At the Wild Horse Wind Farm in eastern Washington state, dozens of giant wind turbines dominate the landscape near busy Interstate 90.

The 10,000-acre wind farm is one of three large wind facilities owned by Puget Sound Energy, which bills itself as the nation’s second largest utility generator of wind power. Combined, PSE’s three facilities can produce enough electricity to power about 230,000 homes.

Like any commercial structure, these and other wind turbines across the country are regularly checked for potential damage and repaired. Although inspections of the 221-foot-tall structures are usually conducted manually by inspectors dangling from ropes, there is increasing interest in a new method: drones.

Safety first

Danny Ellis is CEO of SkySpecs, an Ann Arbor, Michigan-based company on the forefront of integrating drone use into commercial inspections. Ellis, who founded the company in 2012 with a team of fellow aerospace engineers from the University of Michigan, hopes to contract with wind farms like Wild Horse when the Federal Aviation Administration allows commercial drones to fly. The company has developed a working relationship with UpWind Solutions, one of the largest third-party inspectors of wind turbines in the U.S.

Ellis and others visited a Texas-based Upwind facility in January to do flight demos with their quadcopter drones and were also invited to witness a turbine inspection at a wind farm in Michigan. There, the group stood at the base of a turbine, watching workers stop the rotating blades, climb up the tower and then rappel down to inspect one.

Inspecting just one blade, Ellis said, took more than an hour, and getting a look at it required inspectors to work with the wind to stop the blade in the right position; they missed three times. An inspector told Ellis he usually spends more time untangling his ropes than he does on the actual maintenance inspection.

Wind turbine inspection technician examines a blade.

Using a drone equipped with cameras and scanners to visually inspect each turbine and blade, Ellis contends, would not only save time; it would also be safer.

“Not having a guy hanging from a rope from a large structure—it could be a bridge, it could be a building, almost anything that is inspected regularly—if you can get your eyes on it without putting a guy up there, you’re going to increase the safety significantly. It’s hard to put a price on that,” he said.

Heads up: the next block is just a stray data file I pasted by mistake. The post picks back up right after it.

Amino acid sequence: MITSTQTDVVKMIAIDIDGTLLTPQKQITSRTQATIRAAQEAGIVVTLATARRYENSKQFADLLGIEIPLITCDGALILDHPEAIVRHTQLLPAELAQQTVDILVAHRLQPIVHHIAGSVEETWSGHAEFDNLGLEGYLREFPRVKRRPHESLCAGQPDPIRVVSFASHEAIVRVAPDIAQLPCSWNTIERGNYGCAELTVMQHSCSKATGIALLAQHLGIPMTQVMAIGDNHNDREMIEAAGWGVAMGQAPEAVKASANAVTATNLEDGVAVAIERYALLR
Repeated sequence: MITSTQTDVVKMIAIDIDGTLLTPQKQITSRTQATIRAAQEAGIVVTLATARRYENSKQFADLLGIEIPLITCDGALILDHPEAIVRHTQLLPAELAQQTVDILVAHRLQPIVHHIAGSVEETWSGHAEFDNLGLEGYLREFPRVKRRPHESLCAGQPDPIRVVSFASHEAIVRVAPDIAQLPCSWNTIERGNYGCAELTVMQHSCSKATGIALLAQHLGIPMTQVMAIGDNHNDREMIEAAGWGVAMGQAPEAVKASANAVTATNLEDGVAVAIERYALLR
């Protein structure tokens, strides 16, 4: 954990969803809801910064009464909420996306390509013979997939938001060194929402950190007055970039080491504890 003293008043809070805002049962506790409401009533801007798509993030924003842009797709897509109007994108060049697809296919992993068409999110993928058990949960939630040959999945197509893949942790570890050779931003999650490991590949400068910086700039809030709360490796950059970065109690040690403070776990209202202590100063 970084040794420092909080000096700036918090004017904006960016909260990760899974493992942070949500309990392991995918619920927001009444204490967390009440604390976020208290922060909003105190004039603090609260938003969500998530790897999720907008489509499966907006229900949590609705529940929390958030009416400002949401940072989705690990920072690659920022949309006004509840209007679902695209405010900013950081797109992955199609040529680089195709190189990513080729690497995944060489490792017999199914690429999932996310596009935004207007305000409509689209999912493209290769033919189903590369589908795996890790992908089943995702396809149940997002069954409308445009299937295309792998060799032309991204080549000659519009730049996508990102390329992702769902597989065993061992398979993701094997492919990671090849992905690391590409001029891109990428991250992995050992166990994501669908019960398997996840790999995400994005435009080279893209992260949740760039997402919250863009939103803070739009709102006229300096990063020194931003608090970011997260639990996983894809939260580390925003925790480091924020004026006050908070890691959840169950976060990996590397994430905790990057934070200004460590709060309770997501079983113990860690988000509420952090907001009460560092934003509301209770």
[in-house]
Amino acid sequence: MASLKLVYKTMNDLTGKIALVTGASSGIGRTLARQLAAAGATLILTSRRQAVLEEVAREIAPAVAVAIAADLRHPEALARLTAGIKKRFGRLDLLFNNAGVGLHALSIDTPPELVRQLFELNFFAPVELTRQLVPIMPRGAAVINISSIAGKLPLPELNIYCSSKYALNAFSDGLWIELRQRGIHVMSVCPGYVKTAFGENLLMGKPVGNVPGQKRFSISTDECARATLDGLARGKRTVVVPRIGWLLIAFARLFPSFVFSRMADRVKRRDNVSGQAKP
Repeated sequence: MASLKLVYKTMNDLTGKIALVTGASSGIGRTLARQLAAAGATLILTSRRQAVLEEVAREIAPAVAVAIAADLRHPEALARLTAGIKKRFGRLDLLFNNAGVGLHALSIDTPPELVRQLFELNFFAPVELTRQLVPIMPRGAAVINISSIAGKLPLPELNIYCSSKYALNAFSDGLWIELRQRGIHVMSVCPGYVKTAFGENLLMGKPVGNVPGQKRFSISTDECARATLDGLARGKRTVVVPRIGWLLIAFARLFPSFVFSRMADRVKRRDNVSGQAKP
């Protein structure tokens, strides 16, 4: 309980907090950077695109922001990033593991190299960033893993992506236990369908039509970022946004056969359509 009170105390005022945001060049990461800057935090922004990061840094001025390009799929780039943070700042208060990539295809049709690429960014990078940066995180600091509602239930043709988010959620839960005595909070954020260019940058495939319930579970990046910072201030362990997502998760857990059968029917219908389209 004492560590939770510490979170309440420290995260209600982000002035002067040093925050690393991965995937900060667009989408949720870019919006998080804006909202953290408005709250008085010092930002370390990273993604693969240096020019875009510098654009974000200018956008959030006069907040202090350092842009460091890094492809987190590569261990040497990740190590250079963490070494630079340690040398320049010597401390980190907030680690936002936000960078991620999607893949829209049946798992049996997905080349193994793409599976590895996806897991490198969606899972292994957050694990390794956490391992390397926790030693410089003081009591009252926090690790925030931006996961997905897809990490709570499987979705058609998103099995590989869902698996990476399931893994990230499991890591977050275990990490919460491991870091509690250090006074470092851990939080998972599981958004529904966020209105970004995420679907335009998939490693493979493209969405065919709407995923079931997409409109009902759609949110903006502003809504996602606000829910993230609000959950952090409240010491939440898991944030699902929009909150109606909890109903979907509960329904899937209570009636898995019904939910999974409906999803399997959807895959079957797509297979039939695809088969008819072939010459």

Damage control

At Wild Horse Wind Farm, plant manager Dan Rottler said the primary cause of turbine damage is from lightning strikes. Impacts from ice or bird strikes can also cause problems.

Initial inspections are conducted from the ground using a high-resolution camera and a zoom lens of either 300 or 500 millimeters. If moving, turbine blades are brought to a halt so that pictures can be taken and analyzed.

If a turbine is thought to be damaged, a closer look is taken using rope access. That involves an inspector touching and tapping parts of the blade or turbine to physically feel for damage. Drones can’t do that. But it’s a trade-off between safety, cost and inspection quality, Rottler said.

In most cases, inspections are contract-based through a company like UpWind. Rottler said costs range between $250 and $1,000 per turbine, depending upon a company’s quote and the nature of the inspection. Ground inspections are fine in most cases, he said; he even conducts occasional spot checks with his own camera and a 500 mm lens.

Wild Horse’s 149 turbines have all been inspected in the past two years, and minor damage was found on only 12 of them. By the end of the year, Rottler said, half will be repaired.

The Wild Horse Wind Farm, located atop the ridges of eastern Washington’s Whiskey Dick Mountain, is one of three large wind power facilities owned by Puget Sound Energy.

Avoiding collisions

One of the biggest problems with using drones for any inspection is not having them crash. Ellis said he’s heard of failed inspection attempts in Mexico and Texas, where wind gusts sent drones into the sides of turbines, or untrained inspectors lost control of them.